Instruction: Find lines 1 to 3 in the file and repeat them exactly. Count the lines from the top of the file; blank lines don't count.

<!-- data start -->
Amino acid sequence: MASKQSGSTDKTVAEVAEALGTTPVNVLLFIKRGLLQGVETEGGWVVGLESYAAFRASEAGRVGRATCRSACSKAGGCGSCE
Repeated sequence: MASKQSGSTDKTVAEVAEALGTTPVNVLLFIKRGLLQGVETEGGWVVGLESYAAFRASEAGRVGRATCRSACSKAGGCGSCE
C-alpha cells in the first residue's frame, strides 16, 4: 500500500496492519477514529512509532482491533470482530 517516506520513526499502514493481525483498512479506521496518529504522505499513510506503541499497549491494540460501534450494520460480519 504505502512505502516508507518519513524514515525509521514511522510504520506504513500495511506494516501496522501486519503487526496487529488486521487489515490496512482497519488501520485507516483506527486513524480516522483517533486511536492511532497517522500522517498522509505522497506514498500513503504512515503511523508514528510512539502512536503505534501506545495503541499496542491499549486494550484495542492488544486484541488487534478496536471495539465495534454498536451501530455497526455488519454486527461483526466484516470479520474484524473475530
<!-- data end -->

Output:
Amino acid sequence: MASKQSGSTDKTVAEVAEALGTTPVNVLLFIKRGLLQGVETEGGWVVGLESYAAFRASEAGRVGRATCRSACSKAGGCGSCE
Repeated sequence: MASKQSGSTDKTVAEVAEALGTTPVNVLLFIKRGLLQGVETEGGWVVGLESYAAFRASEAGRVGRATCRSACSKAGGCGSCE
C-alpha cells in the first residue's frame, strides 16, 4: 500500500496492519477514529512509532482491533470482530 517516506520513526499502514493481525483498512479506521496518529504522505499513510506503541499497549491494540460501534450494520460480519 504505502512505502516508507518519513524514515525509521514511522510504520506504513500495511506494516501496522501486519503487526496487529488486521487489515490496512482497519488501520485507516483506527486513524480516522483517533486511536492511532497517522500522517498522509505522497506514498500513503504512515503511523508514528510512539502512536503505534501506545495503541499496542491499549486494550484495542492488544486484541488487534478496536471495539465495534454498536451501530455497526455488519454486527461483526466484516470479520474484524473475530